"the school does not choose to make available the past entrance papers they have set"

I home tutored DS for two schools. The school he didn't get an offer from didn't make available past papers. Come exam time DS encountered questions whose format he hadn't encountered before and so lost valuable marks.

I later found out that several of the children that were successful had tutors that were previously masters at the school in question and so knew the format of the test. This was why these tutors were booked years in advanced.

What I am saying is that if your child is bright then home tutoring will be enough but it may be worth employing short term a tutor that has experience of the school's exam.

talkingnonsense Tue 29-May-12 07:32:39

Is it a state school? For if so they cannot interview and therefore cannot ask about tutoring. If most of the intake are from prep schools I would get a tutor who can teach the exam technique ( or do it yourself) at least.
Where are you? Because some people may have more specific advice!

indignatio Tue 29-May-12 07:49:51

Thank you all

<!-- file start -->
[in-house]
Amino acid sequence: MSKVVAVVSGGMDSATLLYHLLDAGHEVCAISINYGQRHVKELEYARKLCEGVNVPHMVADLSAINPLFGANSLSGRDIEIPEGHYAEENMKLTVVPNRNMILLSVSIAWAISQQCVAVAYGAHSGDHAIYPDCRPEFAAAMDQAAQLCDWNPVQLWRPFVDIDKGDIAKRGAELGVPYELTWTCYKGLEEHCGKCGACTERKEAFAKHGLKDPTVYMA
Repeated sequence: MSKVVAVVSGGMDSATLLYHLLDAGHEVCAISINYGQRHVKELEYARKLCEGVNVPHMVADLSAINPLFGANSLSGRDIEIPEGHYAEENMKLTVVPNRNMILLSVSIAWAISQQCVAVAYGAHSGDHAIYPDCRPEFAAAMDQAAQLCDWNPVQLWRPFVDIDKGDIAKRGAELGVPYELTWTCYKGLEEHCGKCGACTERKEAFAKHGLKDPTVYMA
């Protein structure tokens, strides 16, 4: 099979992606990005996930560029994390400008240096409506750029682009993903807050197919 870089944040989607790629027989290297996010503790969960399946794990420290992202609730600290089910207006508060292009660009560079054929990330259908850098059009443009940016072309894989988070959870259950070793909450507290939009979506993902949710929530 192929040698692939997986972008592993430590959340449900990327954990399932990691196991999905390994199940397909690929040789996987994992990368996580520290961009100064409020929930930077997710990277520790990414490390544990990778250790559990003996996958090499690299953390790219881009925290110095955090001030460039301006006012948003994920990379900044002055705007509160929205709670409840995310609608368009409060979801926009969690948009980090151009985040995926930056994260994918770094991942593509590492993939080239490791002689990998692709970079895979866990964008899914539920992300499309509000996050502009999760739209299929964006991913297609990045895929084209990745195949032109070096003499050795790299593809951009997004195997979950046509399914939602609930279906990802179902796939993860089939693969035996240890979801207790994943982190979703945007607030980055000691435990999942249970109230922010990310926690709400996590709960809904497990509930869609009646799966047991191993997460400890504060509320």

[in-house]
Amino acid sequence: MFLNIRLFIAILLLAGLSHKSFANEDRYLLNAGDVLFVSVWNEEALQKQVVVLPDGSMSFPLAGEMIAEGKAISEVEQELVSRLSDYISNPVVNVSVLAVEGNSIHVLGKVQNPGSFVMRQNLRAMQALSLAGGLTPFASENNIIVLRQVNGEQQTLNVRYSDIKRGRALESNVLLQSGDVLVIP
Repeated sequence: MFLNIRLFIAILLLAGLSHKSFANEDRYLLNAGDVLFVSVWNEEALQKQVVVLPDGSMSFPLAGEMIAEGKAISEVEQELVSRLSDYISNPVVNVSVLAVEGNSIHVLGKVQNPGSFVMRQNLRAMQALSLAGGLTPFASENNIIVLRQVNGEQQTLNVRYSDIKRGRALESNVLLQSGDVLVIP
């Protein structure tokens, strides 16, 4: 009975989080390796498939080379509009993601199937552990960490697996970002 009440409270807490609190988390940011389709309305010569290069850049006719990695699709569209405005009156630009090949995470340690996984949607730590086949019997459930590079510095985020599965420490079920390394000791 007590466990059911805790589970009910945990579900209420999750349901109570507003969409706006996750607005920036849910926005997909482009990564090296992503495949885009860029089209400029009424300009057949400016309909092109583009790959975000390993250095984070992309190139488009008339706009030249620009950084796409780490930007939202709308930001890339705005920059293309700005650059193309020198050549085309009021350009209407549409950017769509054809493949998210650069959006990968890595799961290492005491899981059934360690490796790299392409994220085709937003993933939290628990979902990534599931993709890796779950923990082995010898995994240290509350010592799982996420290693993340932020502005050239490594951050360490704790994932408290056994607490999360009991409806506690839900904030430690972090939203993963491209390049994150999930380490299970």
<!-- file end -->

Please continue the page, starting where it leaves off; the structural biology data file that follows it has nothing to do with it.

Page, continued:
talkingnonsense - it is not a state school. There will be an interview for the top 90 (based on exam results), with 60 places available.

PooshTun. We seem to be on the same wavelength. Thank-you for sharing your experiences.

Sticklebug: The exams are English, Maths and Verbal reasoning. Unfortunately they do not test NVR - DS is rather good at that.

I suppose one of my concerns is that he may be asked in interview whether he has had a tutor - thus eliminating any "rough diamond" advantage he may have.

Turniphead1 Tue 29-May-12 08:13:48

I am currently having my DS tutored for 7+. It's an hour a week plus 1.5hr homework spread over the rest of the week. He's exceptionally bright. He might well get into the school we want without this. But this tutor has 95% success rate. She is lovely and I view this hour before school as supplementing his state school work and stretching him. He really enjoys it. And his school teacher refuses to give him any differentiated maths etc in class. Which is fine - as his collection of Star Wars sketches that he does when finishing work is coming along nicely grin.

As to the rough diamond thing - I am happy for my son to mention that he has a tutor. The school he is aiming for are fine with it. It won't change his intelligence or potential - just gives him practice sitting writing a paper and a story and covers work he wouldn't have done yet.
(I know OP is talking about secondary level but principles are the same). I know loads of people on MN think tutoring at 7 or 11 is cruel. I think that's nonsense.

PooshTun Tue 29-May-12 09:21:10

"I know loads of people on MN think tutoring at 7 or 11 is cruel. I think that's nonsense"